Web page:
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Hoffmann, R. A wiki for the life sciences where authorship matters. Nature Genetics (2008)

Anti-peptide immunoglobulins from rabbit and chicken eggs recognise recombinant human dihydroorotate dehydrogenase and a 44-kDa protein from rat liver mitochondria.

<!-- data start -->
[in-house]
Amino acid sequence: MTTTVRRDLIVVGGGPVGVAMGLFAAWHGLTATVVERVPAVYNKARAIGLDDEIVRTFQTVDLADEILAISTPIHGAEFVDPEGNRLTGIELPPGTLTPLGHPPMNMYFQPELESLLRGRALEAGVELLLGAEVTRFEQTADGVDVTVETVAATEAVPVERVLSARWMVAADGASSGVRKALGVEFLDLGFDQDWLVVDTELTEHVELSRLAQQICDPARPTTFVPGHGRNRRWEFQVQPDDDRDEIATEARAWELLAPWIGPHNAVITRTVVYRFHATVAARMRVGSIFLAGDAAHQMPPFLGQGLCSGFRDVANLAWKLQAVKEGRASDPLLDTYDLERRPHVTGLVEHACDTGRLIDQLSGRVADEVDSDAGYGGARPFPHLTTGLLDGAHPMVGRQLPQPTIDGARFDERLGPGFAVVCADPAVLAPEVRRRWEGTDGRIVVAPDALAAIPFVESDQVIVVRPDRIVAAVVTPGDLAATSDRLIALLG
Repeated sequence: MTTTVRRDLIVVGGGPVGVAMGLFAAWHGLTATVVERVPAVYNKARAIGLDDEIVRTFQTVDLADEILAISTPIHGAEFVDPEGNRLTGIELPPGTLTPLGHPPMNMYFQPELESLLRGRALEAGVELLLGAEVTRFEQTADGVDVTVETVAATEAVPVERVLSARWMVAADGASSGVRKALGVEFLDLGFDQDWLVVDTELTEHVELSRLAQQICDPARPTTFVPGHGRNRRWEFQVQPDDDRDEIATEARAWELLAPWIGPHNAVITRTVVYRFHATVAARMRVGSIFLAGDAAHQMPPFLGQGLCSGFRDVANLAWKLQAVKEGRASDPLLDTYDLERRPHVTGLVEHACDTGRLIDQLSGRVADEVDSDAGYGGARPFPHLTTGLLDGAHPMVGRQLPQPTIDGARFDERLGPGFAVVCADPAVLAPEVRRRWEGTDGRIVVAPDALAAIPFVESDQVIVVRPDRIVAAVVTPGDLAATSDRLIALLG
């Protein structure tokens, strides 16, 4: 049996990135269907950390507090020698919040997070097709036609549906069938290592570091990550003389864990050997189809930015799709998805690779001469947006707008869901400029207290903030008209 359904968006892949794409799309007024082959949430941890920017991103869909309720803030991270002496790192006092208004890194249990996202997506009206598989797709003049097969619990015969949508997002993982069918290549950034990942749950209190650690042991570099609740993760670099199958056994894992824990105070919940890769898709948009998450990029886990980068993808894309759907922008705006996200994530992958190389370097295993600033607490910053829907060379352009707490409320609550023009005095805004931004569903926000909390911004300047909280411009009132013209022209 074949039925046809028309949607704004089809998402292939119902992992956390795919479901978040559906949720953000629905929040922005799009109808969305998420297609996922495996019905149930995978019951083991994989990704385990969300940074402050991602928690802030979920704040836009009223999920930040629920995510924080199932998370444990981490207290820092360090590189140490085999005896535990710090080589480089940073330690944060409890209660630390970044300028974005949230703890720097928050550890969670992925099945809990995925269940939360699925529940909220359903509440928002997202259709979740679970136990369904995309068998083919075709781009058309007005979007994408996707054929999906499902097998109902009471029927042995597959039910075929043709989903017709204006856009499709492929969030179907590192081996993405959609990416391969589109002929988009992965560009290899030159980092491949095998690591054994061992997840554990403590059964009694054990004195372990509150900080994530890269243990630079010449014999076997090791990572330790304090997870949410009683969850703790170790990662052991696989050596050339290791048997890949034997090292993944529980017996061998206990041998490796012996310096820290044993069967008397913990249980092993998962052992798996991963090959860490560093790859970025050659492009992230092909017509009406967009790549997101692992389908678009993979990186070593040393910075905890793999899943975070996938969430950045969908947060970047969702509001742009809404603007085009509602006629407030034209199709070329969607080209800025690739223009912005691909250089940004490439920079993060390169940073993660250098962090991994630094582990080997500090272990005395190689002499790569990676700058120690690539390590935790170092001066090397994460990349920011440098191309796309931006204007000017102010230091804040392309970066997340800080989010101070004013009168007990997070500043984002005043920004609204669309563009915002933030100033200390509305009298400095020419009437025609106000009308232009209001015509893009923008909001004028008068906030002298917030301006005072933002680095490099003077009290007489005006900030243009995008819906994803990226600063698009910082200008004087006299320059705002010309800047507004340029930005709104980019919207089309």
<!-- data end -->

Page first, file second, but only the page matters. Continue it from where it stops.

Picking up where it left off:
Mitochondrially bound dihydroorotate dehydrogenase catalyses the fourth sequential step in the de novo synthesis of uridine monophosphate. 312-bp and 983-bp regions of the human dihydroorotate dehydrogenase sequence (1496 bp) were amplified by the polymerase chain reaction, and subcloned into the expression vector pQE 32. The identity of the PCR products was verified by dideoxynucleotide sequencing. Transformation of Escherichia coli strain M15 resulted in expression of 13-kDa and 36-kDa proteins with an affinity tag consisting of six consecutive histidine residues; these proteins could be purified by solubilisation in 8 M urea and by chromatography on a Ni2+-chelating resin. In immunoblotting analyses, the fusion proteins were recognised by polyclonal avian and mammalian anti-peptide immunoglobulins. These were generated against synthetic peptides corresponding to two amino acid sequences deduced from human and rat cDNA of dihydroorotate dehydrogenase. The peptides were synthesized as multiple copies on a branching lysyl matrix. Rabbits and laying hens were immunized with these peptides without conjugation to a carrier protein. Comparison of the anti-peptide immunoglobulins produced from egg yolk and rabbit serum demonstrated that avian anti-(dihydroorotate dehydrogenase) immunoglobulins may be considered a superior alternative to the mammalian equivalent; antibodies from both sources were applicable for all immunochemical purposes. Here, these antibodies were applied for identification of a 44-kDa protein from rat liver mitochondria, which was correlated with dihydroorotate dehydrogenase activity.[1]


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